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The Alcoholic Leader

Essay by   •  April 1, 2011  •  2,670 Words (11 Pages)  •  910 Views

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What is a Leader?

I recently attended a two day class on leadership skills. At this class they encouraged us to come up with our own definition of a leader. Sounds easy right? Well I have no idea what my definition is so I'm writing this paper to try to coax it out of me. I do my best thinking with a pen in my hand or a keyboard at my fingertips.

I think in order to be an effective leader you really do have to have a good and honest understanding of who you are, what you know, what you need to know, and what you can and can't do. In order to get people to trust and follow your lead, you have to first gain their trust. You have to actually BE what you want you want your team to be or accomplish.

Right now you're probably wondering what this is all about right? Well, I'm an alcoholic. I haven't had a drink in over two years now, and I'm a manager at a fast food restaurant. You ask how any of this is related to leadership or alcoholism? Well I believe that it very well is a treatment related topic. Why? Because I believe that a recovering addict is a perfect candidate for a leadership role. In order to be a good leader you have to discover yourself and be able to honestly question the values you hold near and dear to yourself. And who better at self discovery than a recovering alcoholic or addict? The whole principal behind recovery is self awareness. In effect you have to lead yourself every day into a new way of living and dealing with life in general. In my opinion many alcoholics and addicts were born leaders. They just lack the motivation or are afraid to try, such has been the case with me for most of my life.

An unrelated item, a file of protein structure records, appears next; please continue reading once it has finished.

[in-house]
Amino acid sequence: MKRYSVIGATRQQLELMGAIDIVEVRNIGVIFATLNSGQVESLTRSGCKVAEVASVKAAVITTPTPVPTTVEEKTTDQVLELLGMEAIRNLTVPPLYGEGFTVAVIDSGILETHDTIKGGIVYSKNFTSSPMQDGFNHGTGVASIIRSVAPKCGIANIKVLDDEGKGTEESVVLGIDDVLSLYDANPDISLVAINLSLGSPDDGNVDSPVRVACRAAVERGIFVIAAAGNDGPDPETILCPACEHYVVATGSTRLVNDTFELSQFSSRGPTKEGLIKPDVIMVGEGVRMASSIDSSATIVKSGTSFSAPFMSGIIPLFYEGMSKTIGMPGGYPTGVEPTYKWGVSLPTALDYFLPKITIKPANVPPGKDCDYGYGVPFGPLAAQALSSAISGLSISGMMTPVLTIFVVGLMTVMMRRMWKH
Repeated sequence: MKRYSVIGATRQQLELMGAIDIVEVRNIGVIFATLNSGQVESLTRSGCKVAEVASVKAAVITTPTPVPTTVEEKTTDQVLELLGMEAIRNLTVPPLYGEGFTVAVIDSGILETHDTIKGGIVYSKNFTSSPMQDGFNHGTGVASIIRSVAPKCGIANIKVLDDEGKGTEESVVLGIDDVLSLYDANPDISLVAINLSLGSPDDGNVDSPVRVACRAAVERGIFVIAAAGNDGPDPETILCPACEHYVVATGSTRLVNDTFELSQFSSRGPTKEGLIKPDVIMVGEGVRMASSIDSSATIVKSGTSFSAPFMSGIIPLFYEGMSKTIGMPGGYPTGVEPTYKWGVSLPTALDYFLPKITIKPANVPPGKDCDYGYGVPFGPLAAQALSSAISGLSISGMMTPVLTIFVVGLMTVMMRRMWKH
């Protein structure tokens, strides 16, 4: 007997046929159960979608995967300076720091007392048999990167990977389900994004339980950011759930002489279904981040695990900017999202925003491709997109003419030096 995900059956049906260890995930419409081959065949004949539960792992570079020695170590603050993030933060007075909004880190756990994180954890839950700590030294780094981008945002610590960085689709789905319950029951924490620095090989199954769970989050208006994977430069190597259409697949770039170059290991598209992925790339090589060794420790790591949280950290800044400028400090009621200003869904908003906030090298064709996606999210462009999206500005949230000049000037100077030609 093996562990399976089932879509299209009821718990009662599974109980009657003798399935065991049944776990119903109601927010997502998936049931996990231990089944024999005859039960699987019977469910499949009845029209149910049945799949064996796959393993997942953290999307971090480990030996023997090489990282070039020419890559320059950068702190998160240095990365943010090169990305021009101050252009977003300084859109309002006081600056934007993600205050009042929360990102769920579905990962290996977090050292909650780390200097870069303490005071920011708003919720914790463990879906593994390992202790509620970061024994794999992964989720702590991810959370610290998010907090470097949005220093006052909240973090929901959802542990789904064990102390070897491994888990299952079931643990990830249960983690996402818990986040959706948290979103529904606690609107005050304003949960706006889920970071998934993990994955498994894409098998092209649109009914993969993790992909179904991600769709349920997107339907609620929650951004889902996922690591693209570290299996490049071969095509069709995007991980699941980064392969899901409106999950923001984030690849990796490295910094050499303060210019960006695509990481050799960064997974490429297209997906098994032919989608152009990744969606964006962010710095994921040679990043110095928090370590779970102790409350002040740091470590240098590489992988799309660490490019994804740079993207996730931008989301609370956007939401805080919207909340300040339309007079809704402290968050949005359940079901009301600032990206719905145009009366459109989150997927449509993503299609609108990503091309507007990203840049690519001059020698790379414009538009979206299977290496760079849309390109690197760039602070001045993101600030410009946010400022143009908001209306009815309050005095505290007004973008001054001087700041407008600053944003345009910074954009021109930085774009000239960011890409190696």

I believe that because of my addiction, not in spite of it I have a better understanding of basic human nature than your average person that has never had to battle any kind of addiction or change themselves in any way.

Most kinds of leadership is based loosely on the E.A.R.S. concept, which is that in every situation you first have to explore the problem or situation and everything surrounding it. You must then Analyze the whole picture, not just the parts your comfortable with but everything. Once you have a clear foothold of knowledge about the situation you can then Respond to it in an effective manner with a greater chance of success. Once this is accomplished all you have to do is make the solution stick.

At any time in this process if you find you don't have enough information to come up with a solution you can always go back to the beginning and explore some more, the process is not linear, you can move forward or backwards within the model.

Looking at all this information it became very clear to me that being a leader is much like recovery, and who has a better idea of how it works than someone who is already successful in recovery? Now I really want to break it down and discuss the style and ideas I hold on to that allow me to be an effective if not overly good leader. Just bare with me cause this could be a long and bumpy ride to the end of this line of thought.

I have so many ideas about leadership and recovery that I find it hard to settle on what to talk about. First and foremost, at work one of the first things we learn is the "how we work together principals." They go something like this